5 amazing animals that learnt how to use tools
Chimps can adapt twigs to fish termites from their nests and absorb water to drink from narrow holes in trees. They also use rocks as weapons and to hammer open nuts. Some have even been seen crafting spears.
2. Tusk fish
As revealed on Blue Planet II, this clever species of fish has worked out how to smash open clams on pieces of rock or hard coral in order to get to the juicy food within, a process that can take minutes or hour
Certain species of crow have been observed using sticks to extract food and transport it back to their nests. They even seem to develop a fondness for particular tools, with hooked twigs often a favourite.
In a first for reptiles, crocodiles have been observed balancing sticks on their snouts to lure unsuspecting birds looking for nest-building materials into their reach, so that they can eat them.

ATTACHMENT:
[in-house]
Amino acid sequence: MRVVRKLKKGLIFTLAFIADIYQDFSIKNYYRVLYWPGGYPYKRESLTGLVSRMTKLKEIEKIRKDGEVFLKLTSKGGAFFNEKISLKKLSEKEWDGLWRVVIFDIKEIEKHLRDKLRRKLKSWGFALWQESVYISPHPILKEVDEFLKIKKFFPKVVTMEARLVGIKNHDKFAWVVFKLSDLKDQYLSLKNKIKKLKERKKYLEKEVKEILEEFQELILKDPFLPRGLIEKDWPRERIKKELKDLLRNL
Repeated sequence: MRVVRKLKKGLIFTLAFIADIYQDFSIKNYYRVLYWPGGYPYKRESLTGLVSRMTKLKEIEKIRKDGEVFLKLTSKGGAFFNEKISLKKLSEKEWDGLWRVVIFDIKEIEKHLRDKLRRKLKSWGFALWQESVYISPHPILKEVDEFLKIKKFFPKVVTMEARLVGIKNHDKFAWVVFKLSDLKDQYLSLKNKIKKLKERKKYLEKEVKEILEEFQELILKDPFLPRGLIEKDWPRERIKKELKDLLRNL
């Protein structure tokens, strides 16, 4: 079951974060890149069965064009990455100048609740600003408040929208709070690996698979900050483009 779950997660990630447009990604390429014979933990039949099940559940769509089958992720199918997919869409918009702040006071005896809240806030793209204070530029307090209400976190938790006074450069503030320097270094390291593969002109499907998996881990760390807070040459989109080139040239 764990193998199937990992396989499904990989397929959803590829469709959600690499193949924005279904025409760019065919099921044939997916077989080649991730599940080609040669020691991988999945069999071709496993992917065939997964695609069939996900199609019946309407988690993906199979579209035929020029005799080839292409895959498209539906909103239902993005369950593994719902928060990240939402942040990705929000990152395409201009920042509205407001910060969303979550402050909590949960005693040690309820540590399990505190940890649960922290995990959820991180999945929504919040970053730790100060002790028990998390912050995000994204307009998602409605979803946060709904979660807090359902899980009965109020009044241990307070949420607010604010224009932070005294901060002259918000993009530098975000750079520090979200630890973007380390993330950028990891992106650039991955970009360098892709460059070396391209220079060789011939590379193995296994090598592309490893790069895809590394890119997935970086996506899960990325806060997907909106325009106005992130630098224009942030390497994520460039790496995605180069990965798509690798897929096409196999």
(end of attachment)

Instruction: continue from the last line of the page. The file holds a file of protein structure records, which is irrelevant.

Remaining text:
These soft-bodied molluscs use coconut shells and other such debris that they find on the sea bed as protective armour, hiding inside as a predator approaches and then rolling away when it swims off.
This article was originally published in How It Works issue 112, written by Joanna Stass
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